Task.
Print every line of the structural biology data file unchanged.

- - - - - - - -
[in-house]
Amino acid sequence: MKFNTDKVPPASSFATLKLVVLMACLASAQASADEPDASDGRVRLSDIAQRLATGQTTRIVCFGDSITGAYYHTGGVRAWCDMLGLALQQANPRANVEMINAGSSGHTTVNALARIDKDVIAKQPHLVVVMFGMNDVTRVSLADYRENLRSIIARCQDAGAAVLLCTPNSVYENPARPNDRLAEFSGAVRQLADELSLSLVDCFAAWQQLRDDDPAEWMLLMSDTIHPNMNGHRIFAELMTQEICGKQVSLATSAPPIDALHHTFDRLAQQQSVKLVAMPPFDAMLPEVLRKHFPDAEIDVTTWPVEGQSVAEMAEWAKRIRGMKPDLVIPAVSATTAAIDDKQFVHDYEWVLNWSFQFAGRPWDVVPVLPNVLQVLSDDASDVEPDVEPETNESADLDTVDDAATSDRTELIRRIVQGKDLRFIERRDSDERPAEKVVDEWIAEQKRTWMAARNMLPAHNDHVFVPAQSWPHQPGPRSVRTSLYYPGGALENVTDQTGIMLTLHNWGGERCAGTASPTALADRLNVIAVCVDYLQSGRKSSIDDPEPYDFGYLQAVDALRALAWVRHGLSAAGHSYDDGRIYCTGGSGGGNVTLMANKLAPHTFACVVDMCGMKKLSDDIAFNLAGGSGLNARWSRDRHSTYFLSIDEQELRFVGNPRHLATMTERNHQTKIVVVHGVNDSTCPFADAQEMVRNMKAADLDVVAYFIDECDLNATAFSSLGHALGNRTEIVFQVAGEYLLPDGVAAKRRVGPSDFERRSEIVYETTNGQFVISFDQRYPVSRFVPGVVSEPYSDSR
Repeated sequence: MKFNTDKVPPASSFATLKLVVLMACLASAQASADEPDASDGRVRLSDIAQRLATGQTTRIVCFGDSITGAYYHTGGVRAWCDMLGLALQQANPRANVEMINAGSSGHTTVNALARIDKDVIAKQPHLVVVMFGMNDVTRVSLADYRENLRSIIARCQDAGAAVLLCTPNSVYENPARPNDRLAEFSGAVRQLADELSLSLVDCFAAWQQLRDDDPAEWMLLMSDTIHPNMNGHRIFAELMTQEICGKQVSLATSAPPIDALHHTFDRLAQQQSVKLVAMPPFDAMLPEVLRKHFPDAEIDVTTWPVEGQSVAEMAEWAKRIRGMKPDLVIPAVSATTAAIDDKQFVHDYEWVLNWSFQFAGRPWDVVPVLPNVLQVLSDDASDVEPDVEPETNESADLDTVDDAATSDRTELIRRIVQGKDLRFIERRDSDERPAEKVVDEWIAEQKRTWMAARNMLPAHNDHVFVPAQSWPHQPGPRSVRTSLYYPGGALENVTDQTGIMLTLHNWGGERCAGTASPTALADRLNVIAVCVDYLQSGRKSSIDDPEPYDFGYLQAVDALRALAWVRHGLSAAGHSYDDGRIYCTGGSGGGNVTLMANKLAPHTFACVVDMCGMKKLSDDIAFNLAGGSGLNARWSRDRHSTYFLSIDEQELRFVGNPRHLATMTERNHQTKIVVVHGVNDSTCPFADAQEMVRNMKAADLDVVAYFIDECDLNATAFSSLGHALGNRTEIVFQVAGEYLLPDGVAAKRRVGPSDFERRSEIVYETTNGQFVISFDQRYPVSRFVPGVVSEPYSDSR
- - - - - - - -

[in-house]
Amino acid sequence: MKFNTDKVPPASSFATLKLVVLMACLASAQASADEPDASDGRVRLSDIAQRLATGQTTRIVCFGDSITGAYYHTGGVRAWCDMLGLALQQANPRANVEMINAGSSGHTTVNALARIDKDVIAKQPHLVVVMFGMNDVTRVSLADYRENLRSIIARCQDAGAAVLLCTPNSVYENPARPNDRLAEFSGAVRQLADELSLSLVDCFAAWQQLRDDDPAEWMLLMSDTIHPNMNGHRIFAELMTQEICGKQVSLATSAPPIDALHHTFDRLAQQQSVKLVAMPPFDAMLPEVLRKHFPDAEIDVTTWPVEGQSVAEMAEWAKRIRGMKPDLVIPAVSATTAAIDDKQFVHDYEWVLNWSFQFAGRPWDVVPVLPNVLQVLSDDASDVEPDVEPETNESADLDTVDDAATSDRTELIRRIVQGKDLRFIERRDSDERPAEKVVDEWIAEQKRTWMAARNMLPAHNDHVFVPAQSWPHQPGPRSVRTSLYYPGGALENVTDQTGIMLTLHNWGGERCAGTASPTALADRLNVIAVCVDYLQSGRKSSIDDPEPYDFGYLQAVDALRALAWVRHGLSAAGHSYDDGRIYCTGGSGGGNVTLMANKLAPHTFACVVDMCGMKKLSDDIAFNLAGGSGLNARWSRDRHSTYFLSIDEQELRFVGNPRHLATMTERNHQTKIVVVHGVNDSTCPFADAQEMVRNMKAADLDVVAYFIDECDLNATAFSSLGHALGNRTEIVFQVAGEYLLPDGVAAKRRVGPSDFERRSEIVYETTNGQFVISFDQRYPVSRFVPGVVSEPYSDSR
Repeated sequence: MKFNTDKVPPASSFATLKLVVLMACLASAQASADEPDASDGRVRLSDIAQRLATGQTTRIVCFGDSITGAYYHTGGVRAWCDMLGLALQQANPRANVEMINAGSSGHTTVNALARIDKDVIAKQPHLVVVMFGMNDVTRVSLADYRENLRSIIARCQDAGAAVLLCTPNSVYENPARPNDRLAEFSGAVRQLADELSLSLVDCFAAWQQLRDDDPAEWMLLMSDTIHPNMNGHRIFAELMTQEICGKQVSLATSAPPIDALHHTFDRLAQQQSVKLVAMPPFDAMLPEVLRKHFPDAEIDVTTWPVEGQSVAEMAEWAKRIRGMKPDLVIPAVSATTAAIDDKQFVHDYEWVLNWSFQFAGRPWDVVPVLPNVLQVLSDDASDVEPDVEPETNESADLDTVDDAATSDRTELIRRIVQGKDLRFIERRDSDERPAEKVVDEWIAEQKRTWMAARNMLPAHNDHVFVPAQSWPHQPGPRSVRTSLYYPGGALENVTDQTGIMLTLHNWGGERCAGTASPTALADRLNVIAVCVDYLQSGRKSSIDDPEPYDFGYLQAVDALRALAWVRHGLSAAGHSYDDGRIYCTGGSGGGNVTLMANKLAPHTFACVVDMCGMKKLSDDIAFNLAGGSGLNARWSRDRHSTYFLSIDEQELRFVGNPRHLATMTERNHQTKIVVVHGVNDSTCPFADAQEMVRNMKAADLDVVAYFIDECDLNATAFSSLGHALGNRTEIVFQVAGEYLLPDGVAAKRRVGPSDFERRSEIVYETTNGQFVISFDQRYPVSRFVPGVVSEPYSDSR